Charlie and I pulled out of his driveway in Hudson at 7:30am heading north, we reached Peebles Island State Park about 45 minutes later. The same trail I’d seen full of people on Sunday was deserted, just me & Charlie. We found the parking lot empty, too. The most significant structure on Peebles Island stands about 4 stories tall, over an inlet to the Hudson River, a smoke stack that’s been preserved to commemorate a shirt collar factory run by Cluette, Peabody & Company in the late 1800’s. Now an office complex housing the Division of parks, recreation & historic preservation, the property was purchased by the state and preserved for office use in the late 1970’s.
After a brief history lesson we set out across the bridge on the north side of the island and peddled through neighborhood streets for several blocks until the stone dust trail started, bordering a long corridor of granite block canal built in 1862. These canals were used by early settlers to move building products and commerce of all kinds from the north to south, reaching the Hudson River and on to Kingston, Poughkeepsie, and Manhattan. They aren’t useful in that way any longer but the banks of each canal hold up very well as bicycle paths so they repurpose very nicely.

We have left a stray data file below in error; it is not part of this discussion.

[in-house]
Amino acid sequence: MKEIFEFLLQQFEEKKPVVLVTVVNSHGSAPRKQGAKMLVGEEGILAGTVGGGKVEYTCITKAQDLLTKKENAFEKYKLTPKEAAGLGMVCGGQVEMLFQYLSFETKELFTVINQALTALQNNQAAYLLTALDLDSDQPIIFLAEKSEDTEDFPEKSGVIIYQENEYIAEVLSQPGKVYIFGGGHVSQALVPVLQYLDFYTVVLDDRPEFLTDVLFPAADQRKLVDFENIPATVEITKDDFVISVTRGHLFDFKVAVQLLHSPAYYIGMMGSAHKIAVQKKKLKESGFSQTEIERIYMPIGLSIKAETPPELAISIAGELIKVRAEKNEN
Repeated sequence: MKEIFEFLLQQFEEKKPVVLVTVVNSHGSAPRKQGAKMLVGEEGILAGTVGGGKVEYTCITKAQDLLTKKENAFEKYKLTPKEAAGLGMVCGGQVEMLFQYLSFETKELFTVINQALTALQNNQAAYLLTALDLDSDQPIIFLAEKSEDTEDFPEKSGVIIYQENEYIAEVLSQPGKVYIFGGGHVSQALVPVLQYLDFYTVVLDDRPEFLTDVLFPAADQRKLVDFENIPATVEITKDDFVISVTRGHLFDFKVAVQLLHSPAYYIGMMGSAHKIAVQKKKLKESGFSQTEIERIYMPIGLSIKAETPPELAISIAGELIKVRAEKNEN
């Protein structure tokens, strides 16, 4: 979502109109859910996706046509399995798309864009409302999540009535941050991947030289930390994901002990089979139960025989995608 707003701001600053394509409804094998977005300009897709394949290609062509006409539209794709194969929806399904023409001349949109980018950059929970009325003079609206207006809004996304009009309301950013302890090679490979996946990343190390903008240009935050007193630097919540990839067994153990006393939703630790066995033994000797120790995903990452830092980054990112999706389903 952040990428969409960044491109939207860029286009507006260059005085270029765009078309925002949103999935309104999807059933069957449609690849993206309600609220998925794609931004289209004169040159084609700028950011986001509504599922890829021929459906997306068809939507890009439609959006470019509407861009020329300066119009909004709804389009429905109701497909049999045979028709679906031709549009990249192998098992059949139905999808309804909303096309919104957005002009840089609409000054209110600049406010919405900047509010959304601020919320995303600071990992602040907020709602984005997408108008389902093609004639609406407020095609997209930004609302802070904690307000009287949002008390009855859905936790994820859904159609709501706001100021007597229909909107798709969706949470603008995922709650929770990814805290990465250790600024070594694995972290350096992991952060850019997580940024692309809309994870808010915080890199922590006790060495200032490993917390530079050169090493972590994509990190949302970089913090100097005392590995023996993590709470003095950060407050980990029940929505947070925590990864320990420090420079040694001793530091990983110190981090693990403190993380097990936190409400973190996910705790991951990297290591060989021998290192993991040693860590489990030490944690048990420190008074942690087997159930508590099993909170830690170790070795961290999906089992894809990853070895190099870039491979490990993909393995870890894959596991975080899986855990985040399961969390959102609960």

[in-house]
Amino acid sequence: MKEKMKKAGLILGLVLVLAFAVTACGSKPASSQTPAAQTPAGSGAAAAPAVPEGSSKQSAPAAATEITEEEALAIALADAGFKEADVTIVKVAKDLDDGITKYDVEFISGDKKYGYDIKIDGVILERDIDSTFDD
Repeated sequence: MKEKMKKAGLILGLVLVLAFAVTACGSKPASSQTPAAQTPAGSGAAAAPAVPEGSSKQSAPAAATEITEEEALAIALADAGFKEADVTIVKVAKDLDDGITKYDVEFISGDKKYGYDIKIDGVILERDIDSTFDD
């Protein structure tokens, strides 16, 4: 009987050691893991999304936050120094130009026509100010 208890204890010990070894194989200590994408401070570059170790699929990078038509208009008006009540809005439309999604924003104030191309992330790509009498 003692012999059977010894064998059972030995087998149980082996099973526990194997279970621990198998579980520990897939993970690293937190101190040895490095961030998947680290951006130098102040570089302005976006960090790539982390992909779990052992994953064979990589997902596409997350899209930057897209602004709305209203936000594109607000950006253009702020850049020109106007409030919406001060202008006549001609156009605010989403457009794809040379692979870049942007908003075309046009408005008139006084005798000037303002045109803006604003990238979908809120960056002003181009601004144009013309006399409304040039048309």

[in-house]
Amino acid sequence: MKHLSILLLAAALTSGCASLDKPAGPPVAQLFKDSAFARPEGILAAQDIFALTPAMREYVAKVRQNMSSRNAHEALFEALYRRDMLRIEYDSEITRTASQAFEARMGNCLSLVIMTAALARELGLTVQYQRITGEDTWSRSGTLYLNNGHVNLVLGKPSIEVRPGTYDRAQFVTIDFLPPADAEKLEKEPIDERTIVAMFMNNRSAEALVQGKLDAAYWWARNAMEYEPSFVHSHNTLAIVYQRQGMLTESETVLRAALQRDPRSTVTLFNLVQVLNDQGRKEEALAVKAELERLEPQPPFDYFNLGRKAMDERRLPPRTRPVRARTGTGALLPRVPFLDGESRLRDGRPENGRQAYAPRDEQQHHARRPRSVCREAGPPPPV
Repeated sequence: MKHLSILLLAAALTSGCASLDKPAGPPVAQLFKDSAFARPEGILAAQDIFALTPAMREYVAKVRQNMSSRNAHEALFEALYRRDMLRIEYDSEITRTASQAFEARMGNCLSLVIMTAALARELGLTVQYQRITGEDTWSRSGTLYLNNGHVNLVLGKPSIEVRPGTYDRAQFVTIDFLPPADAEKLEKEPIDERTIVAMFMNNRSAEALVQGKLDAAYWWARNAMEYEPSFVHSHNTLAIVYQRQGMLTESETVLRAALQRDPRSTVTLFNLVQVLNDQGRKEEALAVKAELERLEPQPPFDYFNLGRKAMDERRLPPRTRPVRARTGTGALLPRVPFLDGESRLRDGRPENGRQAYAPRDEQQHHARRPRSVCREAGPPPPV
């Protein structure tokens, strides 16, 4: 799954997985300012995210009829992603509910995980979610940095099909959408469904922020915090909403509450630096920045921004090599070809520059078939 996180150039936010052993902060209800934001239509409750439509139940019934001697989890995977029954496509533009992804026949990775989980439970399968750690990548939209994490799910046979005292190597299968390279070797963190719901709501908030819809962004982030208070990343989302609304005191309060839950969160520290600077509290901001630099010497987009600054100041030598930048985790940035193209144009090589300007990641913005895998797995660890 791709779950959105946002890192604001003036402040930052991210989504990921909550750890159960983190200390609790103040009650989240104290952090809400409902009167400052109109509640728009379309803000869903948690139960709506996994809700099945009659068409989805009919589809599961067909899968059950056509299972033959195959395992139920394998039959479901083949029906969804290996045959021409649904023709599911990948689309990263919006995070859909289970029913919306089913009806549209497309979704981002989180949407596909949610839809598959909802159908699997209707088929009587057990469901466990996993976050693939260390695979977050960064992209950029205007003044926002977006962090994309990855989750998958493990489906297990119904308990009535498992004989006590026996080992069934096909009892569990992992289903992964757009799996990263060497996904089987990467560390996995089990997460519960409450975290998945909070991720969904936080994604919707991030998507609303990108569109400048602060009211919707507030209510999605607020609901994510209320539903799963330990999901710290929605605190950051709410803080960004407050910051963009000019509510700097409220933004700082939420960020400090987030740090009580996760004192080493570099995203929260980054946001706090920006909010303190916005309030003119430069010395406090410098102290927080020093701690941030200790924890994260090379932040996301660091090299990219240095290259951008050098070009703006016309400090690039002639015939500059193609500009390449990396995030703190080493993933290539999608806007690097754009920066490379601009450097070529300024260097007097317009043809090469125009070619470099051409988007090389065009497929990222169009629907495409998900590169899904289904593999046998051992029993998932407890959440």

As we rode through the farms and marshlands we came across beaver homes, bird sanctuaries and several retired firefighters walking their dogs.
One man was extremely thankful for the Empire State Trail because he found it less populated on weekdays and safer for his mastiff Scout. Big dogs need space.
When we reached Waterford it was time for breakfast so we turned right off the trail riding toward town hall. Just one block down the street we came upon Don & Paul’s where the sign out front promotes “2 eggs any style” it was an excellent choice. Arriving at 9:45 we were able to grab the last open table in the cafe, at the back of the dining area in a room with a pool table covered by a plywood board. We both had coffee and 2 eggs, Charlie’s fried and mine scrambled. The waitress Annie was cheerful and efficient.
Back on our bikes 20 minutes later we rode past more farm fields stopping several times to watch birds, beaver and turtles. At one point along the way, a mink shot across the trail in front of us. The stone dust trail continues for several miles with very few homes and businesses in between. When arriving at the Halfmoon parking lot at 10:30 we noticed the lot could accommodate 8 vehicles, only one space was being used.
The return trip was a breeze, 12 miles in an hour. Charlie put his bike in the truck and headed to Schylerville, I loaded my F150 and drove to the Albany Airport. My pal Michael Cinque was coming to join us from Florida, his flight was early. The round trip was fast, back in the parking lot at Halfmoon by 1pm we were on the trail in a jiffy.
Heading north out of Halfmoon the trail is primarily road riding, some areas are comfortable with clean, wide shoulders. Other areas are tight and not for the faint of heart, the cars are driving past at 50+ mph, the edge of the road is scattered with debris, it’s a dangerous dance. We rode through the small towns of Stillwater and Mechanicsville, passing neatly maintained row houses as we picked our way through the village after losing site of EST signage, not an uncommon occurrence.